Scotland Yard detectives investigating the growing list of child abuse allegations against Jimmy Savile will visit Broadmoor psychiatric hospital in Berkshire today in an attempt to gather new evidence about claims that he sexually assaulted patients at the high-security facility.
The Met's focus on Broadmoor, given the former BBC star's lengthy association with the hospital, indicates its determination to ensure that if anyone helped Savile at any point through six decades of alleged abuse, and they are still alive, they will face serious criminal charges of culpability and conspiracy.
Detectives will probe the administrative background that led to Savile being appointed to head a task force in 1988 that oversaw Broadmoor's work. Officials at the Department of Health have also been asked for documents relating to the appointment, which was not deemed controversial at the time.
The Justice Secretary, Chris Grayling, said yesterday the scale of Savile's abuse now emerging had left him "utterly horrified".
The Metropolitan Police are co-ordinating evidence and allegations from 14 other English forces, along with claims received by hospital and care authorities, including the children's charity the NSPCC. Their objective is to produce an authoritative report "within months" that gives a full picture of the allegations.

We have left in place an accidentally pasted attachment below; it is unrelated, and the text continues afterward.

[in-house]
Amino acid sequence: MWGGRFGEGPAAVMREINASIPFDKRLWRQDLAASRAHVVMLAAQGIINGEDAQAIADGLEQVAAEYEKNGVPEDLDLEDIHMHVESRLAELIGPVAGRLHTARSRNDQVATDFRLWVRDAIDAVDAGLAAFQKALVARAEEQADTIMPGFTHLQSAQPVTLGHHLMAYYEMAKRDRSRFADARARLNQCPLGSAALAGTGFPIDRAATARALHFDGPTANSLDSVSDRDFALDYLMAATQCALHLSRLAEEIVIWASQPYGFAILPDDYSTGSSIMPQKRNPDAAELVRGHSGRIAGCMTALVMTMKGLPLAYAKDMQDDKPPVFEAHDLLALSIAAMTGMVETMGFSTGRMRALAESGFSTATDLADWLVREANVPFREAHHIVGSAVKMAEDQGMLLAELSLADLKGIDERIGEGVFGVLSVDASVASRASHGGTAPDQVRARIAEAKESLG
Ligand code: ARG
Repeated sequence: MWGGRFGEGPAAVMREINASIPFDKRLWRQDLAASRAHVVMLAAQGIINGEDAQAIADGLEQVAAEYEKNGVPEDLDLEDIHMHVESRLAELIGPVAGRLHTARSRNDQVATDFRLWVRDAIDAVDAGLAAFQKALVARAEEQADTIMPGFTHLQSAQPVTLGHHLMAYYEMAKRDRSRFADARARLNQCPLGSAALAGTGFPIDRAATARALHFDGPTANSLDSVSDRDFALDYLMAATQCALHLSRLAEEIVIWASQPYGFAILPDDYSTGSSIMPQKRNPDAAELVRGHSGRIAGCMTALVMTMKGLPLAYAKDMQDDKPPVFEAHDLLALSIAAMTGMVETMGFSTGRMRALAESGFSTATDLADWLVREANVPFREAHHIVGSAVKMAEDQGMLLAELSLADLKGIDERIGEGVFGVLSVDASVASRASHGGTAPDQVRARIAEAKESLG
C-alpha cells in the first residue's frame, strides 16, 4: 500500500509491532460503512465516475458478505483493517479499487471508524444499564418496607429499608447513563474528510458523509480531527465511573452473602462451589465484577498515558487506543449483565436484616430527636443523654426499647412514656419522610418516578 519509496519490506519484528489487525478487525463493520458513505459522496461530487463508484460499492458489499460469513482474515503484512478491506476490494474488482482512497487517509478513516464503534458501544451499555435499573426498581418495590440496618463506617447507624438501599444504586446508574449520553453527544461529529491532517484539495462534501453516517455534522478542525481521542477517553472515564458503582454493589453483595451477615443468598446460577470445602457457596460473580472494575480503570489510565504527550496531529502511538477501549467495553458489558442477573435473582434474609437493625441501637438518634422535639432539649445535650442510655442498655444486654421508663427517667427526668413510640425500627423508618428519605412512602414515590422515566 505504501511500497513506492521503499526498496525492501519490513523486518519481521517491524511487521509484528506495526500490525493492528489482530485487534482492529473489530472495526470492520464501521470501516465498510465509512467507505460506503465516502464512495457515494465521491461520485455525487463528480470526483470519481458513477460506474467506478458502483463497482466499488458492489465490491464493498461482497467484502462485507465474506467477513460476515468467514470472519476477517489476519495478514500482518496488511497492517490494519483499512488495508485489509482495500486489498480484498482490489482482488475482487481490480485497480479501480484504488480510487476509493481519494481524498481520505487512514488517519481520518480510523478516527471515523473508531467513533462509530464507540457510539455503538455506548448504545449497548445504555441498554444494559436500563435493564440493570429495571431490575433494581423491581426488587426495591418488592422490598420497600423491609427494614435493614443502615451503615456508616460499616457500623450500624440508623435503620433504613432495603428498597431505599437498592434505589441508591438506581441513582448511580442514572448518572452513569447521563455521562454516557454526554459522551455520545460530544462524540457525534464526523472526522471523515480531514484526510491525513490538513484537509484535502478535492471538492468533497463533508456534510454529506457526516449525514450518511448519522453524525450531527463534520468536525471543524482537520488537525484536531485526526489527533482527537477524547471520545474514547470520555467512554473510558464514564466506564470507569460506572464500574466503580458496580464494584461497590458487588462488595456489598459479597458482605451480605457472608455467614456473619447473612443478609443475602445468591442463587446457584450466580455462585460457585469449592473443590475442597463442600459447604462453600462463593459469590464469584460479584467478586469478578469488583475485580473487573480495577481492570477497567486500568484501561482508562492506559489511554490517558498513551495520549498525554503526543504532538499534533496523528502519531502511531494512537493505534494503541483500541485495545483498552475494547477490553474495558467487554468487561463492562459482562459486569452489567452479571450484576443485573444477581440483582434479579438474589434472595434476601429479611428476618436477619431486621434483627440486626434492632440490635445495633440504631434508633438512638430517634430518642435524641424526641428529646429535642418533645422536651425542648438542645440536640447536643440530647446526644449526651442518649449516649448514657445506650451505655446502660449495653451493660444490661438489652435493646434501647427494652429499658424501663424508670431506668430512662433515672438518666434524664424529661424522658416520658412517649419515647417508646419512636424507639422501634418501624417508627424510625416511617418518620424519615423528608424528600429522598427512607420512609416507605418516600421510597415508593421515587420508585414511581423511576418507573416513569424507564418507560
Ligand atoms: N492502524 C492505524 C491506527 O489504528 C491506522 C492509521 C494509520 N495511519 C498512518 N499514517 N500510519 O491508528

According to one senior police source contacted by The Independent, individual claims of sexual abuse against Savile could pass 50 before the end of this week. Scotland Yard is currently pursuing close to 350 lines of inquiry stretching from 1959 to 2006.
Yesterday one of Savile's former bosses at Radio 1 said he had questioned him over rumours about his private life more than 20 years ago. Derek Chinnery, the station's controller from 1976 to 1985, said he confronted Savile, asking him: "What's all this, these rumours we hear about you, Jimmy?" Savile replied: "That's all nonsense."
Mr Chinnery did not push the matter, saying: "There was no reason to disbelieve. It's easy now to say how could you just believe him like that. But he was the sort of man who attracted rumours. He was single, always on the move, always going round the country."
Sir Michael Lyons, the chairman of the BBC Trust from 2007 to 2011, welcomed the police's involvement but warned there was "a degree of hysteria" when controversies arose that involved the corporation.
He told Sky News "The consequences spread well beyond the BBC. There may be lessons here to learn about the way we tolerate the behaviour of predatory men, particularly when they are in powerful positions."
Although saying he did not want to diminish the allegations relating to the BBC, he claimed prison and hospital authorities also had issues that required answering.Reuse content